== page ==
Cardio for Weightlifters: How I Changed My Ways and Started Shredding Fat




Summer is right around the corner, so that means it’s time for some cardio. But, here’s the thing about cardio: I hate it. Just thinking about doing cardio makes me cringe. I’d skip the cardio, but my doctor recommends it. He says my heart requires cardio. He also said that some of my muscle groups are being neglected, and that cardio can help me develop an athletic frame, as opposed to the beefy, muscular frame I was currently sporting...

I gave it some thought. I certainly didn’t want my ticker to quit ticking, but it was the comments about my muscle groups that really sold me on cardio. I’m a serious weighteralifter. I’m ripped, but I know my physique can be improved. I want my physique to be improved. According to my doctor, doing cardio can improve my calves, glutes, hams and quads (as well as it’s great at exercising away pesky stomach fat). 

If only I could convince myself that cardio wasn’t completely beneath me. I couldn’t picture myself running on the treadmill, or even the street for that matter. (I hate running.) I certainly wasn’t going to use the elliptical – especially considering those machines are dominated by soccer moms desperate to get their bodies swimsuit ready. My muscular body would look foolish sandwiched between two soccer moms engaged in a debate over the merits of organic eating.

I expressed these reservations to my doctor and he said, “Make a list of the activities you do enjoy – indoors or out – and start doing them.” It was simple advice, but in the end it worked. I determined that cardio didn’t have to take place in the gym, or running laps around the high school track. I could integrate cardio into my life by participating in activities that matched my lifestyle. I could make cardio fun! 


Here’s how I made cardio fun:

Rollerblading – I hadn’t been rollerblading in years. I used to blade all the time back when I was younger, but the activity faded after I took up weightlifting. According to Livestrong.com, “Rollerblading gives the large muscles of the lower body an amazing workout.” 

Could cardio really be as simple as reintroducing myself to an old hobby? As it turns out, it could! And it has. After just a couple days of blading, I was feeling more heart healthy and energized. My doc was pleased, and so were my quadriceps, hamstrings, and glutes. Now, it’s my doctor’s orders that I regularly get aggressive with my k2s, a softboot inline skate that has a cable tension tightening system to keep me balanced.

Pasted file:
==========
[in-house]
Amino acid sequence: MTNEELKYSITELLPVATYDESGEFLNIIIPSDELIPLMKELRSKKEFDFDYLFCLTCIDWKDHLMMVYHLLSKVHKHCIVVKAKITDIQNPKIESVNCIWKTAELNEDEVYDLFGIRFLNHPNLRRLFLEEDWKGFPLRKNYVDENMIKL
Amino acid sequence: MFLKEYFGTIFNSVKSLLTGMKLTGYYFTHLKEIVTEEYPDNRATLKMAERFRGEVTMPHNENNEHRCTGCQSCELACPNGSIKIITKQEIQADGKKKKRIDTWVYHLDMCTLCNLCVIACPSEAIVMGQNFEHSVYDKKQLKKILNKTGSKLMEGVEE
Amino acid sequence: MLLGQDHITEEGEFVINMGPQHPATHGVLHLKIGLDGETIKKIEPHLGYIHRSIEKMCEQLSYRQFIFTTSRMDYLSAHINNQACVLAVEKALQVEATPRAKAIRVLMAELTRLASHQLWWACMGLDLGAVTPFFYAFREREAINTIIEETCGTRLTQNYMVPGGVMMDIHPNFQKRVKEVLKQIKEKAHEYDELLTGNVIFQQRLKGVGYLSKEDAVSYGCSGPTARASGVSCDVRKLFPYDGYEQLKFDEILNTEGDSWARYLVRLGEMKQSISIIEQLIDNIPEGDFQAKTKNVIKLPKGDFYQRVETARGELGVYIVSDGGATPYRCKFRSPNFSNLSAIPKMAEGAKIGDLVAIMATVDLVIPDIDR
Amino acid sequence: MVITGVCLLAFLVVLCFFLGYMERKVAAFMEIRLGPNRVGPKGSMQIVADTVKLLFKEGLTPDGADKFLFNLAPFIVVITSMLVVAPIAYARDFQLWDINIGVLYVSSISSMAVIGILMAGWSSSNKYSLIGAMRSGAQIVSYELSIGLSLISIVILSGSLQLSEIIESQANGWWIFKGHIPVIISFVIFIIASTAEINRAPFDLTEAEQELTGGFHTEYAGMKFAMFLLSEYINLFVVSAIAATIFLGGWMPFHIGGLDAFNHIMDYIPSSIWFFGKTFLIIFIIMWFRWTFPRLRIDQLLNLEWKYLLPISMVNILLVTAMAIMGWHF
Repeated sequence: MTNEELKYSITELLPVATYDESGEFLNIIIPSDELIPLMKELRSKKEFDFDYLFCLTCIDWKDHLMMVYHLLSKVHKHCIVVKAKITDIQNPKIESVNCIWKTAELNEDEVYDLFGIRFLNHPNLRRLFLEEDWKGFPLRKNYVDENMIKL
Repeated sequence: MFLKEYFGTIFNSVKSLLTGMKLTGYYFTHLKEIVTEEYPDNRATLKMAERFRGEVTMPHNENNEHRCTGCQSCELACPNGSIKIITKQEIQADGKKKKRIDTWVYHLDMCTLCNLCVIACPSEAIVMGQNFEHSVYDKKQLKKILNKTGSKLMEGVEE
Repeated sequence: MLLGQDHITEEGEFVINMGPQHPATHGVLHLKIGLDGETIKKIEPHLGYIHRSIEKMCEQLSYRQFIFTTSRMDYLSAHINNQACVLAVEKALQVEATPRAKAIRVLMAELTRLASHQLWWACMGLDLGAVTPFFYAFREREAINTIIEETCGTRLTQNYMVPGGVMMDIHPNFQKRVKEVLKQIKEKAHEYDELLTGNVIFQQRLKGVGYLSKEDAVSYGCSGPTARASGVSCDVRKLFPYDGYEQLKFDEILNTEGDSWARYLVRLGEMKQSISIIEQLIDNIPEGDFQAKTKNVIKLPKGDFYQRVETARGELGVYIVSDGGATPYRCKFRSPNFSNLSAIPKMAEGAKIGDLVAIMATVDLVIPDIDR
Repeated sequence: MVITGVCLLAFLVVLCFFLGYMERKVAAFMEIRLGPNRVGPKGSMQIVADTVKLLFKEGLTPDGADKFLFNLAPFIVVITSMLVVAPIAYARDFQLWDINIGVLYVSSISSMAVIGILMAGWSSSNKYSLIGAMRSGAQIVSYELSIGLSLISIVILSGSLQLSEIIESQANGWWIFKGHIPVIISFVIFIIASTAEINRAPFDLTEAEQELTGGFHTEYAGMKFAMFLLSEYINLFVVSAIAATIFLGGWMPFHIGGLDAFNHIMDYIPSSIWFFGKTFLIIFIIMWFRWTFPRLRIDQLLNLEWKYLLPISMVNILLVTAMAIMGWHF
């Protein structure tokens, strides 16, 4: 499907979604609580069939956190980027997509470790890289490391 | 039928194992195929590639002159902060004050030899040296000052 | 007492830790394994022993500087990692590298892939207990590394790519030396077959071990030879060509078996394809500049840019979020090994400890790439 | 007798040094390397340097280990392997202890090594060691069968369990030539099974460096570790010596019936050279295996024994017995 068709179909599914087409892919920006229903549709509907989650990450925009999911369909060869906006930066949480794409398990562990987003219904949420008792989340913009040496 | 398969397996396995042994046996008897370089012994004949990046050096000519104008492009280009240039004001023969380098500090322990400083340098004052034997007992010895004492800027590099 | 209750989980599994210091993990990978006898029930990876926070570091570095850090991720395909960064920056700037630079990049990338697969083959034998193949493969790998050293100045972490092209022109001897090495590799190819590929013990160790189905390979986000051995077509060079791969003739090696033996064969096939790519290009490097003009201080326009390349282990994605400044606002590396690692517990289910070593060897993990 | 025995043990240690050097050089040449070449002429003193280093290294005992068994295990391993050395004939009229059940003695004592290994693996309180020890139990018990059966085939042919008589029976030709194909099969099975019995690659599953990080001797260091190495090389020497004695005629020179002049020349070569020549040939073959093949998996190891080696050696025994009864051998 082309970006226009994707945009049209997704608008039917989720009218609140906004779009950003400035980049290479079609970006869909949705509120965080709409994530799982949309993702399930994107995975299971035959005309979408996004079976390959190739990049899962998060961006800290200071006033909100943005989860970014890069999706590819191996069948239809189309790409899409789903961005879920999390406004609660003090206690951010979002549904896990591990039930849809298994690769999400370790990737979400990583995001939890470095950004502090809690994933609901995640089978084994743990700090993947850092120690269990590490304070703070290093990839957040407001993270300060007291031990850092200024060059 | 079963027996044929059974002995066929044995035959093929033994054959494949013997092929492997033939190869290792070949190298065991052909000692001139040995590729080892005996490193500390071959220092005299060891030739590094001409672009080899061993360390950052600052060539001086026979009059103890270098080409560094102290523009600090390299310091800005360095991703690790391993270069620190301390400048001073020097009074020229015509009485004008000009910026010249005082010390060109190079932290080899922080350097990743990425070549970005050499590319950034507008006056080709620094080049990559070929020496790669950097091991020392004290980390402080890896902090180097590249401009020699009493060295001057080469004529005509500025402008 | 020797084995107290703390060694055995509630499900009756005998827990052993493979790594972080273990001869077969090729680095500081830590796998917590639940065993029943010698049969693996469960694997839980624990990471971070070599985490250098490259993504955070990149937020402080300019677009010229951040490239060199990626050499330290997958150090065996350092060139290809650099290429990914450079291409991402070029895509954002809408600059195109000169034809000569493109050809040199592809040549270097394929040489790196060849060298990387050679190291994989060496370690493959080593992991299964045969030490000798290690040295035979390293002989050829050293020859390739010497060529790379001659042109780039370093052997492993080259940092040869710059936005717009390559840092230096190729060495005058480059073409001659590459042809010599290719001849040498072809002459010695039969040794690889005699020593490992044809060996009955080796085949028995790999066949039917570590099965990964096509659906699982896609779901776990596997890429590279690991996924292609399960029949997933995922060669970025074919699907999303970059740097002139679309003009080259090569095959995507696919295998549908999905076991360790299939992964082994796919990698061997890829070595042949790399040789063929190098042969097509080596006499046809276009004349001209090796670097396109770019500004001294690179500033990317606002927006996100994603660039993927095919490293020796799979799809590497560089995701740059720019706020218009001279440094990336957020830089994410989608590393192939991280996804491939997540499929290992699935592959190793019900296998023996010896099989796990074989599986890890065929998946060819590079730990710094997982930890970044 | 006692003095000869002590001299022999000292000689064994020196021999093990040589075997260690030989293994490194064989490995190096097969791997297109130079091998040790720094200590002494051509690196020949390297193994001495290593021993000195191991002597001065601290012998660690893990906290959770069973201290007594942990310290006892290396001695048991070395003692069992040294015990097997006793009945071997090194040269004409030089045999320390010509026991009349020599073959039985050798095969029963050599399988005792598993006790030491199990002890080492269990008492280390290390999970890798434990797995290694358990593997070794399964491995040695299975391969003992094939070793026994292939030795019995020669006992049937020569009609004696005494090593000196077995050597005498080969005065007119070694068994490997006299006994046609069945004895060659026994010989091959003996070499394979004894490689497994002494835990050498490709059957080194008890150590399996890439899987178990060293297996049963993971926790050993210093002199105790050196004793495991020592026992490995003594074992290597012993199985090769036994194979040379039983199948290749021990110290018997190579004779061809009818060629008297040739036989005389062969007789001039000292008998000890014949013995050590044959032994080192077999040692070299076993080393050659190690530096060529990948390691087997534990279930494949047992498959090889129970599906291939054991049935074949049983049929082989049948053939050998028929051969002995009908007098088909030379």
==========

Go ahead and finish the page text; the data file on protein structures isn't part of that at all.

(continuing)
Boxing – I decided to train like a fighter, and took up boxing when the hgcweather turned too cold for rollerblading. The experience has been thrilling, and it’s great cardio. 

“Training is where the mind, the heart, AND the body are pushed and tested,” writes A. Manly, a guest blogger at The Art of Manliness.

Boxing keeps me in great shape, provides me with cardio, and offers me an additional space to lift. My boxing gym is littered in weights, and punching bags. I’m at home there. It’s so much fun that sometimes I forget that I’m doing cardio! 

Swimming and Rowing – My girlfriend’s family lives on a peaceful lake. I’ve always loved it there. In the summer, I plan to switch up my cardio routine by taking her on a rowing trip. I’ll row clear to other side of the lake, anchor the row boat and the two of us will swim in the deeper water. We’ve done this before, but I’d never realized what great cardio these activities were. 

She loves swimming and boating, and I don’t mind getting her alone for a while, so I plan to keep my routine fresh this summer by rowing and swimming more often. I guess that’s the secret to making cardio fun – you have to find cardio in uncommon places. 


Think About Wvrtsgdthat You’re Already Doing

If I had to advise my fellow bodybuilders on how to keep cardio fresh and fun, I’d tell them to brainstorm any activities they already participate in that get them out of breath. 

Chances are high that many of you are already doing cardio once a week or once a month, and simply increasing that activity will help you meet your cardio goals. Do you meet on the court to play basketball once a week? Are you into tennis or another sport? If you’re meeting regularly to participate in sports, why not increase that to three times a week and thus satisfy your body’s need for regular cardio?

If you’re like the old me, you only weight train because building muscle mass is the most important thing. But, it’s time to change your thinking, embrace what’s fun about cardio, and find a way to integrate it into your life because the old me wasn’t as fit or muscular as the new me. 


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